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4/20 Soccer Tourney Day 2.5

It's a bird, it's a plane, it's...a really high header.

Yesterday (Sunday) afternoon, I watched the 3rd and 4th guys' elimination games. Somewhat against my will, I'm actually becoming a soccer fan.

Like yesterday, we had a student step up to ref the games. Also like yesterday's ref, today's was skilled and fair, and all-around impressive.

In Game 3, the Tall Ones faced off against ... a team whose name nobody could remember. Fortunately for our tournament chart, the Tall Ones dominated the game, ending with 2-1, so they'll advance to the semi-finals to play the winners of Game 4.

All the teams played well today, helped by the clouds which minimized the sun's glare, but hindered by the incredibly dry ground which kicked up dust with every step. You can actually see the dust in some of the photos, it's so thick.

The final game of the day was also the most exciting, in part because of a last-minute bending of the rules: only 3 players showed up to play for the Sons of the Lions, so we let them fill in their ranks with ringers from previously-defeated teams (including Saturday afternoon's ref).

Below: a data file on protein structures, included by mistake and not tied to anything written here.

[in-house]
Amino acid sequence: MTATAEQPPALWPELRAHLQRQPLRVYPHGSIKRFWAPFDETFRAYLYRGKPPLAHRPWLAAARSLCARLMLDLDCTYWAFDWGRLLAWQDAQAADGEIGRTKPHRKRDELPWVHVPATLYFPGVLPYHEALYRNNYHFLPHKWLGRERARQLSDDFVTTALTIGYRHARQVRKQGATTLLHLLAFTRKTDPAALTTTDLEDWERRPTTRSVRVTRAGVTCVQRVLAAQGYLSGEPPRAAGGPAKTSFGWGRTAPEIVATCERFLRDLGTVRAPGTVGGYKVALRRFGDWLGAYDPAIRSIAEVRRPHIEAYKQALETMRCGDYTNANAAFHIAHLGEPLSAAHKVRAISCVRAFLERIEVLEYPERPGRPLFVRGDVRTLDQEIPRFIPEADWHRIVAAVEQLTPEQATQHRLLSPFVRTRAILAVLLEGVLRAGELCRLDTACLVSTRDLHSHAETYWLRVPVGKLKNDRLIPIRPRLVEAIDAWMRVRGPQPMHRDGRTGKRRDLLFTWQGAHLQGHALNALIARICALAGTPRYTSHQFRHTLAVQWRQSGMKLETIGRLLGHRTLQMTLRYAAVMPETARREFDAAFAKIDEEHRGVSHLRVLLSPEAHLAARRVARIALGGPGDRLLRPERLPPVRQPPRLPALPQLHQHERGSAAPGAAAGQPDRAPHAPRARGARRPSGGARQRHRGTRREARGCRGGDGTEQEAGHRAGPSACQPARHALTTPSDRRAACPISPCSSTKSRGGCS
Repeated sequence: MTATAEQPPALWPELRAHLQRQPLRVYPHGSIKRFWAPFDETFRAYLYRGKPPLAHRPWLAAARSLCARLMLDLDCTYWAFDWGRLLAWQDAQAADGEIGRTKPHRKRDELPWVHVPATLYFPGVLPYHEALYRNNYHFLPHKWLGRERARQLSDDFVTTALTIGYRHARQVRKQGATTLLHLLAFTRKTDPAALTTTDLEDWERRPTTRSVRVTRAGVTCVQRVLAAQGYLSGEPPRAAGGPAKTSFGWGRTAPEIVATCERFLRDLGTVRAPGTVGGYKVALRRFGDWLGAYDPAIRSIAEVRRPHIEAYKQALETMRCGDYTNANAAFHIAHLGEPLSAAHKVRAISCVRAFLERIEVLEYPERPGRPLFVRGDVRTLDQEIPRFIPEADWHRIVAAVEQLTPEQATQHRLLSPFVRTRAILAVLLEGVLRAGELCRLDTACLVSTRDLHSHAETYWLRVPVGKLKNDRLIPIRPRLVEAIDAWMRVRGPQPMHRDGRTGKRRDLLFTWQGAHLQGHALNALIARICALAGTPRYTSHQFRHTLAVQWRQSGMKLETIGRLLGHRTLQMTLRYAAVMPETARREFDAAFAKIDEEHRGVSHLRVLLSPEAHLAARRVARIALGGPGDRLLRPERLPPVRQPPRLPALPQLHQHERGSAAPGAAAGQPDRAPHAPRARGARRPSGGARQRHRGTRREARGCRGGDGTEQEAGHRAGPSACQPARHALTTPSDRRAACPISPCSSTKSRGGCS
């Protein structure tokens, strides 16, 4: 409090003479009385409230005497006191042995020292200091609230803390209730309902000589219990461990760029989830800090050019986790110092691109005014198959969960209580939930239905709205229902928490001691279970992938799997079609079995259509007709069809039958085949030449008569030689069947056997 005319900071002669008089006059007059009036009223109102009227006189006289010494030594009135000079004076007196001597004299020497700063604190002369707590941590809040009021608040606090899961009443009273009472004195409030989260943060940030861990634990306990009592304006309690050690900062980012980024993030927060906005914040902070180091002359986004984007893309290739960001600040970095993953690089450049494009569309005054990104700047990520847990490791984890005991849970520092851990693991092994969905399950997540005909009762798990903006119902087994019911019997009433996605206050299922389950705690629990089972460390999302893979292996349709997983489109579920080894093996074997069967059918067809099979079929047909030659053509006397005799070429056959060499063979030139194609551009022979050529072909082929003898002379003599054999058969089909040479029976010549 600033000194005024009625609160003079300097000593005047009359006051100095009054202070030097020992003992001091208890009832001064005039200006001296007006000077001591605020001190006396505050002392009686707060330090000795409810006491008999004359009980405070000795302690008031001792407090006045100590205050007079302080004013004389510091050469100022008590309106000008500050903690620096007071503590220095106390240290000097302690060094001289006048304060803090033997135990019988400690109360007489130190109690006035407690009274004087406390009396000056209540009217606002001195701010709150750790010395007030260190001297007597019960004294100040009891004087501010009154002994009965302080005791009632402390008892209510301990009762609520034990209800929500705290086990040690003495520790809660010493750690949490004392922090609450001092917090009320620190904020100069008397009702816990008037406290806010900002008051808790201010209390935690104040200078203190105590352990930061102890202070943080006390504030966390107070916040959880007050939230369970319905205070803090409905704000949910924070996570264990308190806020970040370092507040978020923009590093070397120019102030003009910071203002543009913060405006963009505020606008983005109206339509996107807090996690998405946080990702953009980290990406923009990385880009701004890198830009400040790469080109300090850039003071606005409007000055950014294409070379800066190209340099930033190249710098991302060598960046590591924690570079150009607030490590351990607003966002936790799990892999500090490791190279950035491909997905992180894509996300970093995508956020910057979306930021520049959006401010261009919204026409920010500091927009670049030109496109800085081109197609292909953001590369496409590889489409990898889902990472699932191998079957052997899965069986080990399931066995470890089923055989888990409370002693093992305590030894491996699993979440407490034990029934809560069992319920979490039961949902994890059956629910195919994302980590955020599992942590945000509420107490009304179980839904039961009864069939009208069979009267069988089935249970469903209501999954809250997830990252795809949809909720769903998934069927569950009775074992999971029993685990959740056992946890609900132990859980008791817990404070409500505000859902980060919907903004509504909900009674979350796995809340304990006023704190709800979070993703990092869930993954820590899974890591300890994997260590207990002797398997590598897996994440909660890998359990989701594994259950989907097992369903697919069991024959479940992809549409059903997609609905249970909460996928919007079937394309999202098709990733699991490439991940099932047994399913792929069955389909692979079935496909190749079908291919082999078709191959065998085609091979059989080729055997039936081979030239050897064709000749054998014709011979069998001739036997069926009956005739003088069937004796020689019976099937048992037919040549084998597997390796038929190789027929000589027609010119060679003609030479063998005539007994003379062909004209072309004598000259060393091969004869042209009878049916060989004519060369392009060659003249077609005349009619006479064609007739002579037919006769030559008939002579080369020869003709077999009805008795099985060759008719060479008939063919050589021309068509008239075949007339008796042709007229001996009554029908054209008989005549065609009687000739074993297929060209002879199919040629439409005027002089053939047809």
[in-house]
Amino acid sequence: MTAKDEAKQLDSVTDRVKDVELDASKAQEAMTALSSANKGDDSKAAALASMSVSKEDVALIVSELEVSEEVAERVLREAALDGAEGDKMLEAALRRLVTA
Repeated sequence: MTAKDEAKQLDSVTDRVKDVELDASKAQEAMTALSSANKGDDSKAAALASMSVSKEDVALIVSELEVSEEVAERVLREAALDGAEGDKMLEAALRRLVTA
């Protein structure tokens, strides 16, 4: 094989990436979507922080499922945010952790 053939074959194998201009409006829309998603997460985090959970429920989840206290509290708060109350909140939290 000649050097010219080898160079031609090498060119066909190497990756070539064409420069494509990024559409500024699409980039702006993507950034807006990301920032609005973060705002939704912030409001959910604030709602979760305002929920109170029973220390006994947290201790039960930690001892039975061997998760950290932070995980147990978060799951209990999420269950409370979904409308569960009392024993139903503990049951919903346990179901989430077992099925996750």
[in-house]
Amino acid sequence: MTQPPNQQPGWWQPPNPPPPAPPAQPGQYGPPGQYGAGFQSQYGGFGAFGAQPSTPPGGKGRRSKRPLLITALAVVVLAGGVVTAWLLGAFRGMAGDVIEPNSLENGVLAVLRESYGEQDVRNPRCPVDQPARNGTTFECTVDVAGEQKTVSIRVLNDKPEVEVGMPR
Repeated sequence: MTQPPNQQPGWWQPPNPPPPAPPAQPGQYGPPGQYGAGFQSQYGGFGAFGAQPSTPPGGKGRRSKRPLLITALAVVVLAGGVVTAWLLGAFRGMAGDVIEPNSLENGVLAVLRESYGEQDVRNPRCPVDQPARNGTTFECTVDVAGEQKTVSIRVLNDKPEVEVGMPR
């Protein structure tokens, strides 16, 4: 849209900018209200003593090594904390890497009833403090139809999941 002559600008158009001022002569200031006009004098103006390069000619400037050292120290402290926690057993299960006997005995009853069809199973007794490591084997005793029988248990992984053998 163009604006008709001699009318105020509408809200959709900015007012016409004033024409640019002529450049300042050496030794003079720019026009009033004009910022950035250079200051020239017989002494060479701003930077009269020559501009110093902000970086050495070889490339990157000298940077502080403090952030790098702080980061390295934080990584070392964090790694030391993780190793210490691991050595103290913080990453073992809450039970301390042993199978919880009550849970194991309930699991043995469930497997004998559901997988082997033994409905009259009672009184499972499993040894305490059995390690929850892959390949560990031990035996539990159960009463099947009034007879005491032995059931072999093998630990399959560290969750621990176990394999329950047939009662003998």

In the first half, the Gazelles*, their opponents, dominated the field, scoring one goal right away and a second in the middle of the period. Coming up on halftime, it looked like a blowout. But the Sons of the Lions (who I keep wanting to call the Cubs) shot in a bullet kick from midfield, right before the buzzer, that pulled it up to 2-1. After the half, the Cubs - ooh, sorry, the Sons of the Lions - nailed another goal, and suddenly the game was a lot more interesting. With about 15 minutes left to play, they bombed in a third goal, and suddenly the crowd was on its feet. The Gazelles couldn't pull it together to tie it back up before the final bell, so the Sons of the Lions, complete with 4 previously-defeated players, advances to next weekend's semi-finals.

* I found this a weird team name, because "gazelle" is the single most common thing shouted at girls walking through big cities. More accurately, it's the thing I hear most when walking through cities. It's meant to be flattery, as gazelles are universally perceived to be beautiful and graceful creatures. It comes across as harassment, though, since I don't actually *like* having "compliments" shouted at me by strangers. When I asked one of the teachers why the guys would choose such an effeminate team name, he pointed out that gazelles are also fast, strong, and deft. Which they certainly are, but still...

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